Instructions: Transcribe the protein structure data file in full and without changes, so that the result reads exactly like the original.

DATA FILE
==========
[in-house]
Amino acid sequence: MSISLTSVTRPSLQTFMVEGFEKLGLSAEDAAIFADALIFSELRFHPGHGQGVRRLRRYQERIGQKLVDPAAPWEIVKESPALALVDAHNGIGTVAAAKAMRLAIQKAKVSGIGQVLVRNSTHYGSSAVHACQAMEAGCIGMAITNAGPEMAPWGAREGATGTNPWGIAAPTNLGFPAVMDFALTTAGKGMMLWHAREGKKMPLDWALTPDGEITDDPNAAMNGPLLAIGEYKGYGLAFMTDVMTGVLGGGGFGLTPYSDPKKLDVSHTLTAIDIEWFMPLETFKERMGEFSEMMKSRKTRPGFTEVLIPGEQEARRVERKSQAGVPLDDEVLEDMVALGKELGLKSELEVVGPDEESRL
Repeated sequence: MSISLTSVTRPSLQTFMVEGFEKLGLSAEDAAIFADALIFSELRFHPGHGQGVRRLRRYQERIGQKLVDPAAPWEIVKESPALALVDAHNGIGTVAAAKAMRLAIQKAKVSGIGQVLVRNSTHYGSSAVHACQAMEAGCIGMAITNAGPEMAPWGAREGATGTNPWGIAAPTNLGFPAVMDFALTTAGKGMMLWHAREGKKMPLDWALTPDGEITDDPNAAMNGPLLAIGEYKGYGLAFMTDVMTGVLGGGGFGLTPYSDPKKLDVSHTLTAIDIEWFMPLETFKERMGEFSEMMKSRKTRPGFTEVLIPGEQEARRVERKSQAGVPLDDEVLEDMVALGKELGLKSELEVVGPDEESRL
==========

[in-house]
Amino acid sequence: MSISLTSVTRPSLQTFMVEGFEKLGLSAEDAAIFADALIFSELRFHPGHGQGVRRLRRYQERIGQKLVDPAAPWEIVKESPALALVDAHNGIGTVAAAKAMRLAIQKAKVSGIGQVLVRNSTHYGSSAVHACQAMEAGCIGMAITNAGPEMAPWGAREGATGTNPWGIAAPTNLGFPAVMDFALTTAGKGMMLWHAREGKKMPLDWALTPDGEITDDPNAAMNGPLLAIGEYKGYGLAFMTDVMTGVLGGGGFGLTPYSDPKKLDVSHTLTAIDIEWFMPLETFKERMGEFSEMMKSRKTRPGFTEVLIPGEQEARRVERKSQAGVPLDDEVLEDMVALGKELGLKSELEVVGPDEESRL
Repeated sequence: MSISLTSVTRPSLQTFMVEGFEKLGLSAEDAAIFADALIFSELRFHPGHGQGVRRLRRYQERIGQKLVDPAAPWEIVKESPALALVDAHNGIGTVAAAKAMRLAIQKAKVSGIGQVLVRNSTHYGSSAVHACQAMEAGCIGMAITNAGPEMAPWGAREGATGTNPWGIAAPTNLGFPAVMDFALTTAGKGMMLWHAREGKKMPLDWALTPDGEITDDPNAAMNGPLLAIGEYKGYGLAFMTDVMTGVLGGGGFGLTPYSDPKKLDVSHTLTAIDIEWFMPLETFKERMGEFSEMMKSRKTRPGFTEVLIPGEQEARRVERKSQAGVPLDDEVLEDMVALGKELGLKSELEVVGPDEESRL